Father's Day is the perfect time to say this: I regret the name of my last book, The MomShift: Women Share Their Stories of Career Success After Kids, because for the past year or so every time I say the title I feel like I am unintentionally further sidelining dads from the conversation and issue of work, parenting and care.
And that's the exact opposite of what's needed.
While Canadian dads are more involved with family life than ever before, currently, only one in 10 eligible Canadian fathers claims parental-leave benefits (a number that has held constant since the mid-2000s).
It's a problem because dads are the untapped potential catalyst that could actually disrupt the current undervaluing of family and care, and correspondingly increase everyone's choices around flexible, result-driven work.
Amplifying both of these phenomena would ultimately create better lives for more Canadians -- and a mandatory national paternity leave would be the most effective, efficient and enjoyable way to do this.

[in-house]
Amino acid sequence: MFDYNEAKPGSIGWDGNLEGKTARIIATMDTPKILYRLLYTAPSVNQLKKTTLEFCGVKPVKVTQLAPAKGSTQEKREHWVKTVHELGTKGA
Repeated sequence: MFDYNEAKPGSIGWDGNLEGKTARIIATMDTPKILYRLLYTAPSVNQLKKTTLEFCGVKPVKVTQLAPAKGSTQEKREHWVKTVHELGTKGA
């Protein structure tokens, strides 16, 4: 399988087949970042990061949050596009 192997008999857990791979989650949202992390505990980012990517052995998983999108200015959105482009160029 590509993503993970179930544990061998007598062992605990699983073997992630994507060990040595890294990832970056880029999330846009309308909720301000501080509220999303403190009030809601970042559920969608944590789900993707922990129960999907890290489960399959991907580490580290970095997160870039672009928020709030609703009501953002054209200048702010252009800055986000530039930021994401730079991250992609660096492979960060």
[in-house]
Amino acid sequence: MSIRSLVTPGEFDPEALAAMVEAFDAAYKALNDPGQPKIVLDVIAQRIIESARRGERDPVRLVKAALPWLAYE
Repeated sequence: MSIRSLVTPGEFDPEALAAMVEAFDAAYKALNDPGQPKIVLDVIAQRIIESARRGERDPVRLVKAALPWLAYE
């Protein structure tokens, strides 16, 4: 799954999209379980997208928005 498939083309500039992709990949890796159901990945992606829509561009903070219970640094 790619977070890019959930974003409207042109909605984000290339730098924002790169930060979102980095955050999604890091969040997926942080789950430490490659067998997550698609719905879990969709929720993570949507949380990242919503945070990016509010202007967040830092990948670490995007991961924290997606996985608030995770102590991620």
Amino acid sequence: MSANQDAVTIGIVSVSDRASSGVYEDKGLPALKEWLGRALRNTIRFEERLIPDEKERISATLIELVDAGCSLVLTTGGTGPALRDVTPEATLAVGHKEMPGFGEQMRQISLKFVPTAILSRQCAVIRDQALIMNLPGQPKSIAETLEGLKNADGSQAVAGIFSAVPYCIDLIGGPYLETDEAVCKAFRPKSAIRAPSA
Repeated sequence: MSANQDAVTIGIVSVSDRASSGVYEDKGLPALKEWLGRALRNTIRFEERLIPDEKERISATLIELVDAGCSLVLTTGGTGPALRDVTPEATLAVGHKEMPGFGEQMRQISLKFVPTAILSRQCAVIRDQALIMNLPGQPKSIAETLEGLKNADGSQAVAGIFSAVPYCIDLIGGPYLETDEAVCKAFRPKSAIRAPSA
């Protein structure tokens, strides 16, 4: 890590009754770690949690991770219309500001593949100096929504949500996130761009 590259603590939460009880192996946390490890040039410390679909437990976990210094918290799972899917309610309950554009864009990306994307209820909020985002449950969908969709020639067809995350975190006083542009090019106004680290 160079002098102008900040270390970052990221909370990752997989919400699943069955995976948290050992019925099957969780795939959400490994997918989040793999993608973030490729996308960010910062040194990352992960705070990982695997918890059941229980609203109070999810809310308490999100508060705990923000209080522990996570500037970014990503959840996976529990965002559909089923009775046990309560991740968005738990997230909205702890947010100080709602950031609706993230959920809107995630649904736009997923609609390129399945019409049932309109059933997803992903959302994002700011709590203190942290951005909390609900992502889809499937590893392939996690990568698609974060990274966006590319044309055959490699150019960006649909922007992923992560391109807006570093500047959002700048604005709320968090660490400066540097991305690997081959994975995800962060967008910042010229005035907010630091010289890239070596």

The benefits that come with mandatory paternity leave are an incredible web of interwoven and reinforcing benefits.
"Canadian uptake of paternity leave has remained so low because as long as paternity leave remains discretionary, cultural stigma and the threat of financial penalties mean that the majority of men will opt out of using it." said Mike Moffatt, assistant professor of business, economics and public policy at Ivey Business School at a panel of dads I hosted last year on the issue of care, career and gender.